What Does Anxiety Feel Like?
Almost everyone experiences anxiety to some degree. This usually happens when we get wrapped up in our own thoughts and worries. For many of us, the current coronavirus pandemic brings up a lot of fear, worry and uncertainty. Feeling anxious is absolutely normal and it is very important that we stay kind and compassionate with ourselves and others while we all move through this uncertain time together.
I have written this article to help you identify and manage anxiety so you can feel more grounded and resilient during this time. Lets start with what anxiety feels like.
The most common signs of anxiety include:
- Racing thoughts about a future or current event
- Strong and fast heartbeat
- Shallow breathing
- Feeling sweaty and clammy
- Tense muscles, particularly in the neck and shoulder area
- Feeling dizzy or light-headed and unable to focus your attention
Anxiety symptoms usually have a sequential pattern. It is important to identify the early signs so you can stop it before it progresses.
Most people first experience worry or racing thoughts. You may start to feel more tension in your muscles and feel your heartbeat get faster and stronger. Your breathing may become shallow and you may start to feel dizzy and have a hard time focusing your attention.
How Can I Reduce Anxiety?
When you feel the first signs of anxiety begin, consider asking yourself the following questions . . .
What am I thinking about? Is it true?
Anxiety is often rooted in false beliefs about ourselves and the world around us. Pay close attention to the thoughts that are running through your mind. I suggest writing them down.
Once you’ve identified them, start to question them. Are they true? Do you know with 100% certainty that they are true? This practice can help lessen the negative affects thoughts can have over your mood and actions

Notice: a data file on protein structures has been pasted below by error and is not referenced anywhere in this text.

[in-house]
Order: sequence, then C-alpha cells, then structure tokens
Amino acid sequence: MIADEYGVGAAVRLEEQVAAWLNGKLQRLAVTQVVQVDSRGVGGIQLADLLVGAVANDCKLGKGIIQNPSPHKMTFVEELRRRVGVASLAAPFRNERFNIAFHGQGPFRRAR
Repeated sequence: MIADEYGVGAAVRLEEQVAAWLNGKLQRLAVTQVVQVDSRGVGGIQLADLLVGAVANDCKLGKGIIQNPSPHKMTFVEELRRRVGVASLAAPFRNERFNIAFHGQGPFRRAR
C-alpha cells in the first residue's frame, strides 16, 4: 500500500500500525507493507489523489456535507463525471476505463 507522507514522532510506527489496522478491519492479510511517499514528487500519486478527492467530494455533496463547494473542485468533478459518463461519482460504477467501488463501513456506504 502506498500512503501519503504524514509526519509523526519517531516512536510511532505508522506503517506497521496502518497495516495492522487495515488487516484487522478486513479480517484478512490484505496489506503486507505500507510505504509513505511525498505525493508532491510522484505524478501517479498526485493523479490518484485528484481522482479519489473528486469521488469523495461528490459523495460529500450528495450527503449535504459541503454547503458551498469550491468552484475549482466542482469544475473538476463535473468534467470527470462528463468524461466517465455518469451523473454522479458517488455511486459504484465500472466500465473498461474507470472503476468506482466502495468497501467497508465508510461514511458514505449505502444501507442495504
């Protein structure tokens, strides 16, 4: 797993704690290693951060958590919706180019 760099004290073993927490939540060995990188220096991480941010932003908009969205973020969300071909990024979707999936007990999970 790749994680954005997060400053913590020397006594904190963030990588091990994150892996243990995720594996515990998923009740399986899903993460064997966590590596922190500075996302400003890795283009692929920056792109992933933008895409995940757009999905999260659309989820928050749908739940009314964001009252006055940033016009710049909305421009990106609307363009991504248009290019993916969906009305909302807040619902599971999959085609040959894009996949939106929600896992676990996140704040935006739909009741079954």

Have I eaten?
Low blood sugar can be a big trigger for anxiety and can make you feeling dizzy, light-headed and clammy. To avoid this situation, make sure you are eating regularly and that you are eating whole food (whole grains and fresh vegetables) instead of refined or processed food (fries or potato chips).
Am I moving?
It is far too easy for an entire day to pass by with very little physical movement, especially if you have transitioned to working from home. Bringing your attention away from your thoughts, away from feeling anxious and into your body with yoga, walking, jogging, stretching or strength training is a fantastic way of reducing anxiety and physical tension.
There are currently many online yoga and fitness classes available to stream from home. You can also go for a daily walk, run or bike ride to get fresh air and reconnect with nature. Remember to be mindful and respectful of your proximity to others during this time.
Am I breathing?
Your breath is a communication link between your mind and body. When you start to feel your breathing become fast and shallow, try taking long deep belly breaths. This will tell your mind that your body is safe and there is no need for alarm. Try counting your breaths by inhaling for 4 seconds, holding for 5 seconds and exhaling for 6 seconds.
Am I safe?
Safety means more than avoiding physical harm. Feeling unsafe can also come from uncertainty and lack of control. As Eckhart Tolle says, there are three ways to handle this: “remove yourself from the situation, change it, or accept it totally”.
We cannot leave our current situation, but we can accept what is happening and take action to keep ourselves and others safe. I recommend following the health recommendations on trusted sites like www.bccdc.ca and connecting with friends and loved ones virtually.
Which Herbs Reduce Anxiety?
Herbal medicine is one of the most effective ways to facilitate peace and balance, especially when you’re feeling anxious. The top 3 herbs that I use for anxiety are:
- Passionflower (Passiflora incarnata): this beautiful plant relaxes tense muscles, slows a racing mind and calms a fast heartbeat. It has a calming action on the central nervous system which helps to lower blood pressure and reduce tense muscles associated with stress and anxiety.
- Ashwagandha (Withania somnifera): this powerful root helps restore the nervous system and eases stress and anxiety. It is used as a tonic for mental and/or physical exhaustion and recovery from illness.
- Lavender (Lavandula angustifolia): this aromatic flower relieves tension headaches, calms the nervous system and helps you drift into a blissful sleep. Lavender is also considered a nervous system tonic, which means that it strengthens the nervous system and makes you more resilient to stress.
I encourage you to put these suggestions into action and witness their transformative ability to turn anxiety into wisdom.
Wishing you health and happiness,
Dr. Fiona Smulders ND